It’s very different. It’s more like textiles and dyeing. It’s kind of using screen printing methods to produce something that looks dyed and deteriorated. It’s different. But still on paper and sometimes fabric. It’s a hybrid.


What do you as an artist stand for?

Unknown. I don’t know. I’m a bit lost in that and I guess that is reflected in the work that I do because there’s lots of layers and it’s very repetitive and I don’t know... like searching for something that can’t be found. I don’t know much about my identity. I can’t answer that.
But with my daily work (The Printroom and Monster Mouse) I guess I stand for people having a voice and helping them express that voice.


What do you find is your biggest obstacle when expressing yourself creatively?

I’m very mechanical when I work for my art and I guess because it is intuitive there really isn’t that much of a purpose so I guess purpose or meaning could be a challenge. 

And definitely making time and space to create. It’s difficult for me to create outside of a deadline so mostly that means I see a lot of others’ work but not so much of my own.


What about the challenges you face with running Monster Mouse? What have you learned from the experience and what’s been the most rewarding part of it?

The rewarding parts are you get to be surrounded by a lot of really interesting characters and projects and it fuels you. You see what somebody is doing and you think that’s amazing - what can I do that is going to give me some sort of fulfilment in that same way?

Facilitating space and teaching skills for people to express themselves and fundraise and reach a wider audience.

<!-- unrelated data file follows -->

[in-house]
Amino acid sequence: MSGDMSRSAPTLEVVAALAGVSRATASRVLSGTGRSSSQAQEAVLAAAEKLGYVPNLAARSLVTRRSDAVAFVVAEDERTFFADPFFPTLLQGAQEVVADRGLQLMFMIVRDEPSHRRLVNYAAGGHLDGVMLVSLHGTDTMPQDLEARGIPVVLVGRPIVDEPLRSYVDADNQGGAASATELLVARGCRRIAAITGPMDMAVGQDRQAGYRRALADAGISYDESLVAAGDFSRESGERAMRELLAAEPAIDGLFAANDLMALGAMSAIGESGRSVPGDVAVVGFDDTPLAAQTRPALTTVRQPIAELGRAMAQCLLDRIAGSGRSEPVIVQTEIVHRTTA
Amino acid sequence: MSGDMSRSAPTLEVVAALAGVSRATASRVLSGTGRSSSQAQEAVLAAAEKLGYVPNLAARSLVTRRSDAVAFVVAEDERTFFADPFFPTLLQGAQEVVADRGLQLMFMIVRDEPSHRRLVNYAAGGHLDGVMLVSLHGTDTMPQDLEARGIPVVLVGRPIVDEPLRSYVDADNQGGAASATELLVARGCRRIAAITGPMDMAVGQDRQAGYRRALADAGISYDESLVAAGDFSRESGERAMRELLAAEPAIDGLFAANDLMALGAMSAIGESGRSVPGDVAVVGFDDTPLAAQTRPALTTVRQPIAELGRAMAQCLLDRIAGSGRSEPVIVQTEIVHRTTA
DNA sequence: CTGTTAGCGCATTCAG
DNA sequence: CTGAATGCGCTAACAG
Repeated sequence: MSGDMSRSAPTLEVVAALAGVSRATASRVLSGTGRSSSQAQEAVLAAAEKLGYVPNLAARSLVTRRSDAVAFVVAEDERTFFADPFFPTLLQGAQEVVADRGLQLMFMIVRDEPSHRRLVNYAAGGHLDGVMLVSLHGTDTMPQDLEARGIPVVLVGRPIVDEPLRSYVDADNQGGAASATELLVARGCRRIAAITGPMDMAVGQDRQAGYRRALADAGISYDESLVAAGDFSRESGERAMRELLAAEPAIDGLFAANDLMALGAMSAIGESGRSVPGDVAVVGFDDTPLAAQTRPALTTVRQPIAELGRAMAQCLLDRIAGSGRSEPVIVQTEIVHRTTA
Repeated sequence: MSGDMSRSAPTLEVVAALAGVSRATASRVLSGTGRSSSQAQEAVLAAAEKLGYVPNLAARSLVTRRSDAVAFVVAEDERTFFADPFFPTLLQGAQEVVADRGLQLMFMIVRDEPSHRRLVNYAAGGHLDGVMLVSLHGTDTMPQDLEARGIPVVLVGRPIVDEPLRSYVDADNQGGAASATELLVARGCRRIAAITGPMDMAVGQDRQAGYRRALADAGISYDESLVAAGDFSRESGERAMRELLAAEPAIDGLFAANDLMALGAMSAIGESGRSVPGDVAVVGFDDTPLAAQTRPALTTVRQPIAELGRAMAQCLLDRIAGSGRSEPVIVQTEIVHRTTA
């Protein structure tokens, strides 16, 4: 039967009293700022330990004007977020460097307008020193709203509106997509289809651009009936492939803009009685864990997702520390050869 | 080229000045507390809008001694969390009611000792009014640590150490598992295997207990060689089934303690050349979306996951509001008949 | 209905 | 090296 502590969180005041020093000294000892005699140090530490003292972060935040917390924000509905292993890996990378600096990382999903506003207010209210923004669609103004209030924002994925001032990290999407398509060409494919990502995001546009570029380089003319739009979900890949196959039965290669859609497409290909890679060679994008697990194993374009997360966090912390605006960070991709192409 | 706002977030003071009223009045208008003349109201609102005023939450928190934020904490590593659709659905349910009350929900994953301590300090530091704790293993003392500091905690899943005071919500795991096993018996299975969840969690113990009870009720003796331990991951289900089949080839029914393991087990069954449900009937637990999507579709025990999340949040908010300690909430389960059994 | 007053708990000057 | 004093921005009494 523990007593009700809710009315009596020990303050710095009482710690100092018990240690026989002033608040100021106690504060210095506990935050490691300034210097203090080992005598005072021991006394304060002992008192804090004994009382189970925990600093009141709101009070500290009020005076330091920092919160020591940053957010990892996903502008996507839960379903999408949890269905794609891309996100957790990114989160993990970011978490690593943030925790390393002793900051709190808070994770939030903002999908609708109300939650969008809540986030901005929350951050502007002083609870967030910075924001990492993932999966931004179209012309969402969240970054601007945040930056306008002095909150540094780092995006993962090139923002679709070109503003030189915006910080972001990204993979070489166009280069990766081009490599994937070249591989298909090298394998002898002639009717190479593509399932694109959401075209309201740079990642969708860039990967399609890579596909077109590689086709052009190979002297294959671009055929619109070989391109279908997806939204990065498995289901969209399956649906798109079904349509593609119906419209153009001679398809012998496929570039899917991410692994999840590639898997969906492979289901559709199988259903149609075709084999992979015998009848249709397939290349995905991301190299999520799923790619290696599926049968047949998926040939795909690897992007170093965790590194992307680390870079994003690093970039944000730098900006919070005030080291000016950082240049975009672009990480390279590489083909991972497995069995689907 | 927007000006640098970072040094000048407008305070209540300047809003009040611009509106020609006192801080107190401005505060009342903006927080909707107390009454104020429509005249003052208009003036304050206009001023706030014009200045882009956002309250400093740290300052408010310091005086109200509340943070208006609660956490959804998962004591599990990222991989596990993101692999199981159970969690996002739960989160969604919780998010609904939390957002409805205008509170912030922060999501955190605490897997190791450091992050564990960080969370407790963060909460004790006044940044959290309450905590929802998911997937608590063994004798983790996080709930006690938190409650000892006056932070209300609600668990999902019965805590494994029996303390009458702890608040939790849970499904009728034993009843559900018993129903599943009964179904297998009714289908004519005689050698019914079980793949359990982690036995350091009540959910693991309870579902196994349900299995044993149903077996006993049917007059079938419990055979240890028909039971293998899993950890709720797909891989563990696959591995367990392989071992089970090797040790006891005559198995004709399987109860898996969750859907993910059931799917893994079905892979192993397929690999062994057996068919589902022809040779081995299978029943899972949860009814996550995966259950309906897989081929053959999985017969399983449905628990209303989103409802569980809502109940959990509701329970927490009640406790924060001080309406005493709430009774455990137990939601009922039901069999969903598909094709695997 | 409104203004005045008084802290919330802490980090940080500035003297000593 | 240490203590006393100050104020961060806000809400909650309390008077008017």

The community that has come with the space- bands, shows, artists and people in general connecting that would not otherwise have that opportunity.  

These are the positives!

I get to do what I want, I don’t have to answer to anybody really. I mean you do with landlords and council stuff and that’s the challenges… there’s been a lot of challenges. Dealing with slimey real estate agents who don’t care about your safety and buildings that are all but a heap of dust on the pavement. (Note: I’m referring to our old space. We’ve recently moved to a smaller and well maintained building). You end up working pretty much non-stop when you’re in a space like this as there are endless tasks especially in the beginning. But putting that much time/effort into something that you care about is also heaps of fun. You can try to do it with a larger group and call on friends/community and folks interested in using the space too for the larger tasks. We did this at the old space. Regarding running the space, it depends who you are. Not everybody can do it for a long period of time - they may want to travel or just not have to be switched on all the time or move on. One of the biggest challenges was learning how to deal with council and writing a DA without funds. That was difficult and took 2 years of uncertainty of whether we could continue. But you can do it yourself. We learned how to do architectural drawings and things like that. It’s lots of problem solving which is actually a fun thing. Heaps of problem solving and determination.


Do you find it frustrating that you’re trying to do something for other people and it can be made difficult by government and council?

A little bit. They have also helped us too. We have gotten grants from the council before - small arts and culture grants. There is a whole side that really want to encourage what we’re doing and are supportive but then there’s the other side that you have to abide by the rules and if you haven’t got funds then that’s difficult and then you think of developers doing really awful shit and they get away with it because they have money. I don’t know. We’re existing so that’s great. Lots of people in the community help and have helped with the space so that makes it easier.


What’s the best piece of advice you can give to young women and queer folk who want to make art and music or just be seen and heard?

Just do it! Yep. Simple. Just try to find a way to do it. There may be heaps of obstacles, but you can always find a way or create something more meaningful by trying. Just try. Ask others who’ve done similar things in the past. There’s a wealth of info and support that can be found out there.